Kelly Vaccaro and Brett Detlefsen have put up hundreds of fliers in hopes that someone will recognize their dog.
"He's just so cuddly and wild and even more cuddly," said Vaccaro about her Golden Retriever puppy Finnley.
Vaccaro said she and Detlefsen brought Finnley home on February 1.
"We picked him up and brought him home and it's kind of been a fun ride since then," said Vaccaro.
For the next six weeks they spent all their free time playing with their new best friend, but on March 17 their world was flipped upside down.
"It's the scariest thing in the world," said Vaccaro who came home from work at 12:30 pm Tuesday to let the dog out and found Finnley's crate empty.
"The first thing I thought was, 'Oh God, how did he get out?' Because like I said he's outsmarted us a few times, so I immediately ran upstairs and that's when I saw everything kind of torn apart," said Vaccaro.
"I don't know what kind of person would take a puppy," she added.
Several of Vaccaro and Detlefsen's belongings were also missing.
"They also stole an iPad, a Kindle, a laptop and some personal items like passports and stuff," said Vaccaro.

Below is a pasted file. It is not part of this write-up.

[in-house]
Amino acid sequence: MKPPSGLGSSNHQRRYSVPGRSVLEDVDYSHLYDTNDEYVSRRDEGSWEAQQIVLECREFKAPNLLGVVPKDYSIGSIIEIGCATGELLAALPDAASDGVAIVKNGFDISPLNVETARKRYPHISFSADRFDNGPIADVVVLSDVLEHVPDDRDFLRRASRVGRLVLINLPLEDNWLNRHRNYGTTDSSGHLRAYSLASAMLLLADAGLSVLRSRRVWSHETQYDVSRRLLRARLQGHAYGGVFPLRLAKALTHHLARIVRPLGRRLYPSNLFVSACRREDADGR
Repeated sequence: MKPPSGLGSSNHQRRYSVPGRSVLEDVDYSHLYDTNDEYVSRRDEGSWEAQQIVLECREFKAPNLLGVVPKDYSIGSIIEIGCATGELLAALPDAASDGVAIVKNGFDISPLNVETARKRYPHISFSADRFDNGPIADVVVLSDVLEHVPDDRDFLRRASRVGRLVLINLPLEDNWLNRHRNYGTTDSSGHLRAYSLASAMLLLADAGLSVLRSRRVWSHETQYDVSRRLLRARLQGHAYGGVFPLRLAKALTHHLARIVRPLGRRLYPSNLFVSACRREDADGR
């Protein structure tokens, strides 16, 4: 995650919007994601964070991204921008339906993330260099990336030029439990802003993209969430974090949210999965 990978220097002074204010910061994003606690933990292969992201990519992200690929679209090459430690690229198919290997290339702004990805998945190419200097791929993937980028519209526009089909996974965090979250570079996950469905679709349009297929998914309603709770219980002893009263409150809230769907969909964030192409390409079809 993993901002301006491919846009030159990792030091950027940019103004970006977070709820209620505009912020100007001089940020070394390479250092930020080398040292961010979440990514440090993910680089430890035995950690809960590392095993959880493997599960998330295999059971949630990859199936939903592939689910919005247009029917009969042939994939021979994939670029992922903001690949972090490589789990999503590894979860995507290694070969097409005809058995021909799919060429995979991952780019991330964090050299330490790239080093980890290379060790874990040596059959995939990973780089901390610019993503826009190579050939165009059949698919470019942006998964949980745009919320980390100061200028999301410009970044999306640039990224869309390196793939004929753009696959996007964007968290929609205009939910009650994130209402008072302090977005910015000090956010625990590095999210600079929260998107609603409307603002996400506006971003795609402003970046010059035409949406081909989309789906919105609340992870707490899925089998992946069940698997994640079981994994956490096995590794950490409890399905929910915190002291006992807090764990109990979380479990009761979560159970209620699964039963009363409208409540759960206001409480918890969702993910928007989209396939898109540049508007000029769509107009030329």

All the doors were locked when Vaccaro got home and the only way someone could have gotten in or out is through an unlocked window.
"It's just like every morning we can't believe that this has happened," Vaccaro said.
"When that's taken away from you in such a horrible way, it's just like something is broken inside, you know, something is just missing," said Vaccaro.
The couple has posted fliers at every park, veterinarian's office and post office in the neighborhood. Once Finnley's story got out, people everywhere started offering to help track him down.
"We see this just huge outpouring of just support and love from all these strangers it's just amazing," said Vaccaro.
For now the crate at Vaccaro and Detlefsen's home remains in the living room, a sign of their faith that they will get their puppy back and their family will be complete once again.
"I just want him back. Yes, there's justice and yes, there's righting the wrong, but we don't even care about that. We just want him," said Vaccaro.
So many people said they will donate money to help find Finnley that the reward for his return has climbed to $2,500.